The responding officers will fill out an accident report and document the scene. And your insurance will generally ask you for this report to settle the claim.

In the unlikely event that the police can’t come to the scene of the accident, you can and should go to the nearest police station and complete a report yourself.

4. Record and Document the Events

As you wait for the police, if the circumstances allow it, you may begin documenting the events.

In all your interactions with other people involved in the accident, be always very polite and compassionate.

A car accident is always a very stressful situation. No matter whose fault it is, don’t lose your temper. Getting angry is useless and will only make it worse.

Be kind and understanding.

Do not discuss fault. Do not admit it (even if it is your fault). Do not blame (even if it is their fault). It is useless and counterproductive. When you file an insurance claim, the adjuster reviewing your claim will determine who’s at fault. The decision will be based on an inspection of the vehicles/property damaged, the information provided by you and the other parties involved in the accident, and any supporting documentation (like the police report or photographs from the scene).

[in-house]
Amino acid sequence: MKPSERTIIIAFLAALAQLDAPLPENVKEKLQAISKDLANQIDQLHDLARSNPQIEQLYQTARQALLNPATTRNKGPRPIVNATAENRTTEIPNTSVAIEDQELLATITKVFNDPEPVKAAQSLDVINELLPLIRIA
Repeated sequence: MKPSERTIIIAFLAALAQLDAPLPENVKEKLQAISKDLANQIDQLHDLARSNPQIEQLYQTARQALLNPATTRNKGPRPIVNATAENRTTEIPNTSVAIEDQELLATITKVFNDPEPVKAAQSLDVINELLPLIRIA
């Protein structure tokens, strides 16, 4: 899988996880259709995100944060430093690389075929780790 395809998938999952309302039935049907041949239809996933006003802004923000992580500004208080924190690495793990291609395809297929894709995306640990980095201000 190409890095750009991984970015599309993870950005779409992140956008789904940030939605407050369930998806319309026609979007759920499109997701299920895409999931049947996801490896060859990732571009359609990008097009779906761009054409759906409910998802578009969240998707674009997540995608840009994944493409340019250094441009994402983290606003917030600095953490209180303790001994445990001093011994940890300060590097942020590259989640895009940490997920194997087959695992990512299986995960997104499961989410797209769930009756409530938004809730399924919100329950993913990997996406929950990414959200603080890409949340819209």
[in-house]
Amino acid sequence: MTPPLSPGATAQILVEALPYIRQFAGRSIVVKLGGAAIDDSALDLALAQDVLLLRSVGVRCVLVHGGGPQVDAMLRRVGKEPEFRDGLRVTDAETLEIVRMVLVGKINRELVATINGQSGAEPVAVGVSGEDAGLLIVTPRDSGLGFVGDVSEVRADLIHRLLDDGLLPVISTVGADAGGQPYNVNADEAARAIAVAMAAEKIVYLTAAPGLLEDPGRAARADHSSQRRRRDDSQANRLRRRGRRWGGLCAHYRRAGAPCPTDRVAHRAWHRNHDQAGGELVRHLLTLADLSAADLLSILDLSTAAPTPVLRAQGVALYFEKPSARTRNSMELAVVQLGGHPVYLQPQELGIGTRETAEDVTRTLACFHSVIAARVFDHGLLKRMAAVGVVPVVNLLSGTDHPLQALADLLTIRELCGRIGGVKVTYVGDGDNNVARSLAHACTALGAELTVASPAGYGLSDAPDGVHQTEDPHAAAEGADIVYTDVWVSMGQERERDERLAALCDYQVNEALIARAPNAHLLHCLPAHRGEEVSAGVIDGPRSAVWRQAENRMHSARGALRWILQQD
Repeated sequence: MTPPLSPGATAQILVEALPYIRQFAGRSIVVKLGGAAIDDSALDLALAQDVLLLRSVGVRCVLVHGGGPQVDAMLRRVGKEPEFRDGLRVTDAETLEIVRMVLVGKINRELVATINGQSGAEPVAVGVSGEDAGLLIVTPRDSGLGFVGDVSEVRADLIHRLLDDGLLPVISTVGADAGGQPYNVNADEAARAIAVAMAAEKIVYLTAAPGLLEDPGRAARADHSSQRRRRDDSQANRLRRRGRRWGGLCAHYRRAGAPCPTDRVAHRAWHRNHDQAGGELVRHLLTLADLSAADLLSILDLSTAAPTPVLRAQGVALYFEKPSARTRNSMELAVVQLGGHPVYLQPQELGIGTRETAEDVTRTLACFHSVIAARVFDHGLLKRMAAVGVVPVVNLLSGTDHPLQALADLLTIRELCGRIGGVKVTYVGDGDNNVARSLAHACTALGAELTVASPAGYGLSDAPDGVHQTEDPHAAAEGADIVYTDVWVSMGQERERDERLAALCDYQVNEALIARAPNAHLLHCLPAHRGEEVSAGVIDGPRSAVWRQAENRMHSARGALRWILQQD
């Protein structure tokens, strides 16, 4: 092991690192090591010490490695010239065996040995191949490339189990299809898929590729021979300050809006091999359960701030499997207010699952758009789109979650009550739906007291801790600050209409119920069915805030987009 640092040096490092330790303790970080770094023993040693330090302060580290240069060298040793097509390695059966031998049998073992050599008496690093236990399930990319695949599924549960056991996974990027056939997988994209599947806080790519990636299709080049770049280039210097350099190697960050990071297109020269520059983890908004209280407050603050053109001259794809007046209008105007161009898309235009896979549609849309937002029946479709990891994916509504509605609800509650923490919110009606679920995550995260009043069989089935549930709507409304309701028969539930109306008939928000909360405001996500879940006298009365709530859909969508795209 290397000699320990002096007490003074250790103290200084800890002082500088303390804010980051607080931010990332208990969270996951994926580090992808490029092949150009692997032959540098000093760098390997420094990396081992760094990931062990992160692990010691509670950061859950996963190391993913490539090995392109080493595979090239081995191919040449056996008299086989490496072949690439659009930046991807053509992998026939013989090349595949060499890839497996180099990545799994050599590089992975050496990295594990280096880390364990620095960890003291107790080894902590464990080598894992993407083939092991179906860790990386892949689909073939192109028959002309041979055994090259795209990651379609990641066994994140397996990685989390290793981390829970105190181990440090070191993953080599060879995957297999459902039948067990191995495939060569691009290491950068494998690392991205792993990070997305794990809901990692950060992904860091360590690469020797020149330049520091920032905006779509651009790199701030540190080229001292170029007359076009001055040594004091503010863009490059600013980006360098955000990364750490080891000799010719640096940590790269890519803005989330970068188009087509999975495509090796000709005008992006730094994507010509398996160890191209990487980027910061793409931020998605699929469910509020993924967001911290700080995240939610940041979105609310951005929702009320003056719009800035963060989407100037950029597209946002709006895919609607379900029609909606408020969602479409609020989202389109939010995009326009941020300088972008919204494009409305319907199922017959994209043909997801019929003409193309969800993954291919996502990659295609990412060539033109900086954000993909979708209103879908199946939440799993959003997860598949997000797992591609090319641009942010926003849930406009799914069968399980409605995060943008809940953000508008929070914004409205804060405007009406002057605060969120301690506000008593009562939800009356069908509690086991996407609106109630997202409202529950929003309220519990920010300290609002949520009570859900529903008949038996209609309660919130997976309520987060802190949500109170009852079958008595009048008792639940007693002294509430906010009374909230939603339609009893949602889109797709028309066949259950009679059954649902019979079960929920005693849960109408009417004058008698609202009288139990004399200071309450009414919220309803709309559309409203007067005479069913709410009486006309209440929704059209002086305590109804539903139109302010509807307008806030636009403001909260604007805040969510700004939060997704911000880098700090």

So stick to the facts. Just describe the events as they took place. Do not add anything more.

Take Notes

You should write down as much information as you can about the accident, so that you’ll have everything your insurance may ask you for the claim.

Get it all down while you are at the scene if possible. It’ll be far easier and you’ll have all the details fresh in your mind.

Some jurisdictions or insurance companies actually distribute their own car accident report forms to help you gather all the details from the event.

If you don’t have one, we built a form with all the most useful and commonly asked details to guide you in the data gathering.

A picture of Roadologist Vehicle Accident Report Form

Download it here

Print a couple of copies and have them in your vehicle. Just in case. It’ll be a great aid should the situation ever arise.

Take Pictures (and Video)

If it’s safe to do so, you should absolutely try to take some pictures of the scene of the accident. Take both long shots – to document the overall dynamics of the accident – and close-ups to detail the damages to the various vehicles.

You should also take pictures of any personal injury and property damage that occurred as a result of the auto accident.

Sometimes a video can also be useful to further document the dynamics of the accident.